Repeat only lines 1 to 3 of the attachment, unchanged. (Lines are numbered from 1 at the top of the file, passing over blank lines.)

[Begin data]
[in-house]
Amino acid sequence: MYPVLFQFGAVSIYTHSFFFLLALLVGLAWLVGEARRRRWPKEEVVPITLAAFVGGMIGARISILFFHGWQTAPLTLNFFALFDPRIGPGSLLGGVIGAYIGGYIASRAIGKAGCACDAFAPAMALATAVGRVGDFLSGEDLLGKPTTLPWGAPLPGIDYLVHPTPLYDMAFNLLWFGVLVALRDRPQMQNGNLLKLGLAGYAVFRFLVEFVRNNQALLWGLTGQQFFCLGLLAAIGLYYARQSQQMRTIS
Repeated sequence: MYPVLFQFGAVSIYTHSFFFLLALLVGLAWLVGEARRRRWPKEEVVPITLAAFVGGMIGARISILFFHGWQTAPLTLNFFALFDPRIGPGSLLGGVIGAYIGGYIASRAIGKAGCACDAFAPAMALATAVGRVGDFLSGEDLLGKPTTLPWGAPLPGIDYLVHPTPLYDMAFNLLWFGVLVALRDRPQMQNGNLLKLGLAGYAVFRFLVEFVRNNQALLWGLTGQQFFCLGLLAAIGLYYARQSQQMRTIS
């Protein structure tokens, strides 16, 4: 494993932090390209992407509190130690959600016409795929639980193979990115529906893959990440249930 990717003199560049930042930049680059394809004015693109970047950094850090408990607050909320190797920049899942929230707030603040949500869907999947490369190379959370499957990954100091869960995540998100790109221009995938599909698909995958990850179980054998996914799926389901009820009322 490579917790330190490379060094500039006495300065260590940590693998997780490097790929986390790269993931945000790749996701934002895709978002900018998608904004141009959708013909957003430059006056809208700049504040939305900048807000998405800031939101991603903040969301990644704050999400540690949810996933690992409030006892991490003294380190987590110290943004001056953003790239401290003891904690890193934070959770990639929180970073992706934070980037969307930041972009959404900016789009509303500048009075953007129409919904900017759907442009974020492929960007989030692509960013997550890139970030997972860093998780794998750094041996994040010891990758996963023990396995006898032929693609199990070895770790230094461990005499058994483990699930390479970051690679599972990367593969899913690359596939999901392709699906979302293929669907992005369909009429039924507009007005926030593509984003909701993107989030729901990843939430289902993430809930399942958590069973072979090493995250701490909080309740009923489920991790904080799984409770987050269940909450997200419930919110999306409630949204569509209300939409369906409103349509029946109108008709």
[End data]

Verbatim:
[in-house]
Amino acid sequence: MYPVLFQFGAVSIYTHSFFFLLALLVGLAWLVGEARRRRWPKEEVVPITLAAFVGGMIGARISILFFHGWQTAPLTLNFFALFDPRIGPGSLLGGVIGAYIGGYIASRAIGKAGCACDAFAPAMALATAVGRVGDFLSGEDLLGKPTTLPWGAPLPGIDYLVHPTPLYDMAFNLLWFGVLVALRDRPQMQNGNLLKLGLAGYAVFRFLVEFVRNNQALLWGLTGQQFFCLGLLAAIGLYYARQSQQMRTIS
Repeated sequence: MYPVLFQFGAVSIYTHSFFFLLALLVGLAWLVGEARRRRWPKEEVVPITLAAFVGGMIGARISILFFHGWQTAPLTLNFFALFDPRIGPGSLLGGVIGAYIGGYIASRAIGKAGCACDAFAPAMALATAVGRVGDFLSGEDLLGKPTTLPWGAPLPGIDYLVHPTPLYDMAFNLLWFGVLVALRDRPQMQNGNLLKLGLAGYAVFRFLVEFVRNNQALLWGLTGQQFFCLGLLAAIGLYYARQSQQMRTIS